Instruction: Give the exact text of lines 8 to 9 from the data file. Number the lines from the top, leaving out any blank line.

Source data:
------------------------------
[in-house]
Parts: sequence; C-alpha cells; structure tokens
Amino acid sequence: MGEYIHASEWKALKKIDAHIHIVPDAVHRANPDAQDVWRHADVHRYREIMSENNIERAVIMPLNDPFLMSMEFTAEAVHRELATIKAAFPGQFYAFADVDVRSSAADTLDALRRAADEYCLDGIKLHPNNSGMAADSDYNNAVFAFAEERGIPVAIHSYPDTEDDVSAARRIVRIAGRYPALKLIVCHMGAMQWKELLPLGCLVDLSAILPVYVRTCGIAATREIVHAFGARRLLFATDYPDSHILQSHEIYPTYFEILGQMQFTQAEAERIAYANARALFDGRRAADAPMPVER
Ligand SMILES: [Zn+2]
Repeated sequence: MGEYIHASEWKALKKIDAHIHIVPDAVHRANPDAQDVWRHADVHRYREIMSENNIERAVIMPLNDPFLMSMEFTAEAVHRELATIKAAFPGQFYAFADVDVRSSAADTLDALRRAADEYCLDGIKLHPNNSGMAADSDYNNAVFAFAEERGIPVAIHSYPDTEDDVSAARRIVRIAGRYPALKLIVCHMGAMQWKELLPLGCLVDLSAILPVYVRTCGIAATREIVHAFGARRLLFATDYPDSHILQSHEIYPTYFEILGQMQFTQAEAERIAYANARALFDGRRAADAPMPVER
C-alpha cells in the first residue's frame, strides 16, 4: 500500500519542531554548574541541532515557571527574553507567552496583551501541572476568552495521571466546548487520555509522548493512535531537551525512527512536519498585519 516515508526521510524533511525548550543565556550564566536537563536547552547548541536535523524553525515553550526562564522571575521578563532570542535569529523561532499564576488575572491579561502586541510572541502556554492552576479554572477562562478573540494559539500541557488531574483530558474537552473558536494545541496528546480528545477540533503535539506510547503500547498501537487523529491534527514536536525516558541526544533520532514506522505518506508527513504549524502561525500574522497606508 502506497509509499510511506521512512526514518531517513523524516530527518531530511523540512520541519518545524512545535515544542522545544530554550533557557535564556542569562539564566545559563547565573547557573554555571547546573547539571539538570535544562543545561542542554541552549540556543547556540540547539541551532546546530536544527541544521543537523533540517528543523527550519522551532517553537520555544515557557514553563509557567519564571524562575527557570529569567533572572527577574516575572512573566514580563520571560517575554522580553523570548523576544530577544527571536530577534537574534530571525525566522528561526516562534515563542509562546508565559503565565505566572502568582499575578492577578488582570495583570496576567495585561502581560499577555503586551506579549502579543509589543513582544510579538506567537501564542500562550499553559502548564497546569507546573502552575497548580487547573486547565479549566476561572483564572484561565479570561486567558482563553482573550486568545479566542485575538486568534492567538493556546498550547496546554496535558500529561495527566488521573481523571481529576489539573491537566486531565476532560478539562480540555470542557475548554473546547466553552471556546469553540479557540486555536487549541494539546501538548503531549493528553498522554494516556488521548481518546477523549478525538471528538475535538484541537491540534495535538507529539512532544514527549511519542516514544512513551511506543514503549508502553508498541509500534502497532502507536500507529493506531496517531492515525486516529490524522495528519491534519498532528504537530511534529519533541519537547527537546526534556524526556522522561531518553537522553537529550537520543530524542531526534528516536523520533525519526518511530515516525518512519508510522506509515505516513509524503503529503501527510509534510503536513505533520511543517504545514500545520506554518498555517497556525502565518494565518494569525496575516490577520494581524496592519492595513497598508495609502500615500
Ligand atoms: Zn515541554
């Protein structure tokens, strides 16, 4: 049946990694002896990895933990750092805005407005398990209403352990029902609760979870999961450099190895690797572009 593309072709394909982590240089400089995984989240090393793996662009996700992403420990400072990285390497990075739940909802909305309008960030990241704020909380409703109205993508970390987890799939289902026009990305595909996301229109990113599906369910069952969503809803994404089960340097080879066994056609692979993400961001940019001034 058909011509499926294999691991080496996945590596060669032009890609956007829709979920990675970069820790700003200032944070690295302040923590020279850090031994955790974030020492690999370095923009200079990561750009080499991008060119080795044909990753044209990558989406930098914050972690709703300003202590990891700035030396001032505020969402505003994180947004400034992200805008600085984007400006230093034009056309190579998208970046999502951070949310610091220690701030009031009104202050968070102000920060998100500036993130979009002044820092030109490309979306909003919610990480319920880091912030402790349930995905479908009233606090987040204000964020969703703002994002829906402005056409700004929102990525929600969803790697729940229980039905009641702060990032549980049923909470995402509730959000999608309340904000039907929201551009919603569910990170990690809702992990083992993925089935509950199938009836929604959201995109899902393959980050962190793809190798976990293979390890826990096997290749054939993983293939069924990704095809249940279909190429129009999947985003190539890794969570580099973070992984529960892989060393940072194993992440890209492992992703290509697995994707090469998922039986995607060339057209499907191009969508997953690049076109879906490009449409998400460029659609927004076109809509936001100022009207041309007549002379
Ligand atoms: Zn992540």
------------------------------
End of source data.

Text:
């Protein structure tokens, strides 16, 4: 049946990694002896990895933990750092805005407005398990209403352990029902609760979870999961450099190895690797572009 593309072709394909982590240089400089995984989240090393793996662009996700992403420990400072990285390497990075739940909802909305309008960030990241704020909380409703109205993508970390987890799939289902026009990305595909996301229109990113599906369910069952969503809803994404089960340097080879066994056609692979993400961001940019001034 058909011509499926294999691991080496996945590596060669032009890609956007829709979920990675970069820790700003200032944070690295302040923590020279850090031994955790974030020492690999370095923009200079990561750009080499991008060119080795044909990753044209990558989406930098914050972690709703300003202590990891700035030396001032505020969402505003994180947004400034992200805008600085984007400006230093034009056309190579998208970046999502951070949310610091220690701030009031009104202050968070102000920060998100500036993130979009002044820092030109490309979306909003919610990480319920880091912030402790349930995905479908009233606090987040204000964020969703703002994002829906402005056409700004929102990525929600969803790697729940229980039905009641702060990032549980049923909470995402509730959000999608309340904000039907929201551009919603569910990170990690809702992990083992993925089935509950199938009836929604959201995109899902393959980050962190793809190798976990293979390890826990096997290749054939993983293939069924990704095809249940279909190429129009999947985003190539890794969570580099973070992984529960892989060393940072194993992440890209492992992703290509697995994707090469998922039986995607060339057209499907191009969508997953690049076109879906490009449409998400460029659609927004076109809509936001100022009207041309007549002379
Ligand atoms: Zn992540």